Hornstein also serves on the boards of Queen Village Neighbors Association and Philadelphia Crosstown Coalition and cofounded the Friends of Neighborhood Education, a coalition of public school Friends groups.
4. … and Josh Sevin left the Economy League after eight years.
Sevin resigned from the League at the end of February after working in various positions, including deputy director, managing director of regional engagement and most recently acting executive director, from March 2017 through this January, following the departure of ED Steve Wray.
The Young Involved Philadelphia cofounder told Generocity he plans to take on consulting projects as he looks for his next nonprofit opportunity.
5. Lutheran Settlement House announced its Women of Courage honorees.
The Fishtown social services nonprofit will honor Nikki Johnson-Huston, a tax attorney and the founder of the Donafy app, and Liz Hersh, director of the city’s Office of Homeless Services, at its annual awards ceremony on May 18.
Women of Courage “celebrates the tenacious spirit of remarkable women who have overcome obstacles and continue to advocate for the community.” The event will also celebrate the Jane Addams Place’s 10th anniversary as well as five individual LSH clients.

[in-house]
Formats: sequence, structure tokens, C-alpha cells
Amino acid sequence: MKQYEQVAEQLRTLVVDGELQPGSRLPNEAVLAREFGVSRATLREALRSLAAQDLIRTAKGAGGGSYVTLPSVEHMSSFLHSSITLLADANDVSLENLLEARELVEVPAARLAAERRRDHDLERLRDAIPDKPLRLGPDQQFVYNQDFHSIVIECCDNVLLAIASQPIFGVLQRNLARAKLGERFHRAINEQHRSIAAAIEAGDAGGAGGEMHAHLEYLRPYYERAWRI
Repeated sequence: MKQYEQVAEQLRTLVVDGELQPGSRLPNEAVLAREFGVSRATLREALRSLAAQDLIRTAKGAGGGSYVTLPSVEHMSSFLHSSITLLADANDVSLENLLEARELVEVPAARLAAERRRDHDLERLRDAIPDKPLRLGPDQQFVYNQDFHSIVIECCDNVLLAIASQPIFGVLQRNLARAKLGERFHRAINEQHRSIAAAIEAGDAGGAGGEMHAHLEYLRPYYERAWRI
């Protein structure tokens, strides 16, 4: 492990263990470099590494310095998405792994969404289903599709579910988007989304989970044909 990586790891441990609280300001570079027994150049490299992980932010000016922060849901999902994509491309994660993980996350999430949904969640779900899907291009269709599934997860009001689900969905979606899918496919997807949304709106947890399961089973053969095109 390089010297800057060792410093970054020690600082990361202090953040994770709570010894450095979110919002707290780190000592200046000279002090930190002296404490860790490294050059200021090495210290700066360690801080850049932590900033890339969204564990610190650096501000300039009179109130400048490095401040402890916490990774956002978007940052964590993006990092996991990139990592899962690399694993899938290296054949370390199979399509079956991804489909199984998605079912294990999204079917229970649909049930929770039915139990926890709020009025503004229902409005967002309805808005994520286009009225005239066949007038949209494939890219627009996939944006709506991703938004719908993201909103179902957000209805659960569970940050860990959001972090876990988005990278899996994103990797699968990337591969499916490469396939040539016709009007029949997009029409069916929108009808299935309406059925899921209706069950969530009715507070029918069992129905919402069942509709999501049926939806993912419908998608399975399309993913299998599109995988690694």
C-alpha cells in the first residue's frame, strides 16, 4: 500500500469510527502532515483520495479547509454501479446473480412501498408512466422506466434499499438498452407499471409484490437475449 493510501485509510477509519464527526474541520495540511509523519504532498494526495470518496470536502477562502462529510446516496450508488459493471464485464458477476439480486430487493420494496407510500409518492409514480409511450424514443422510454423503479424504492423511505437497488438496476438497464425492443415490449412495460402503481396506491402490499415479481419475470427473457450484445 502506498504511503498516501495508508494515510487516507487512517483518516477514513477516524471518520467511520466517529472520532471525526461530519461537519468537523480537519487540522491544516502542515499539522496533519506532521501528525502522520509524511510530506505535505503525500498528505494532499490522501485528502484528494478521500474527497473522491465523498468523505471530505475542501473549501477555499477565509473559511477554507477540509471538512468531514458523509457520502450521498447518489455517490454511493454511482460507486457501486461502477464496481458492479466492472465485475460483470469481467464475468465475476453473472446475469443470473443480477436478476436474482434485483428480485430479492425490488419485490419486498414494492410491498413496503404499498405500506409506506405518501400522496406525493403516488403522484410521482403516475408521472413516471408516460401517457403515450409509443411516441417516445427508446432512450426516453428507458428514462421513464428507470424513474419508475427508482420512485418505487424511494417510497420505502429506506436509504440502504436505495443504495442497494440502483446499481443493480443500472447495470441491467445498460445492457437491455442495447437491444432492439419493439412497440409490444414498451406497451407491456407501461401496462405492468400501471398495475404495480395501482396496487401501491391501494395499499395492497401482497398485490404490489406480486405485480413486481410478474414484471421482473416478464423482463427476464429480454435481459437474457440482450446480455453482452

6. Peirce College just named its first female president and CEO.
Dr. Mary Ellen Caro will join the 153-year-old institution for adult learners on April 16, replacing James J. Mergiotti following his retirement.
Caro is the current VP of enrollment management and learner services at Trenton’s Thomas Edison State University. Previously, she worked in several executive positions at AT&T.
(Read this guest post from Peirce College’s VP of Institutional advancement and strategic partnerships, Uva Coles, on five ways employers can shrink Philly’s economic divide.)
7. Nina Ahmad is now running for lieutenant governor.
The city’s former deputy mayor of public engagement announced her resignation from local government to run for Congress in Pennsylvania’s First District in November.
Last week, though, following the state’s release of its newly redrawn congressional map, Ahmad announced she was trading in her congressional campaign to run for lieutenant governor “after much careful consideration of the new districts, and taking into account the overwhelming support I’ve received, the funds I’ve raised, and many promising conversations,” as she wrote to her newsletter subscribers.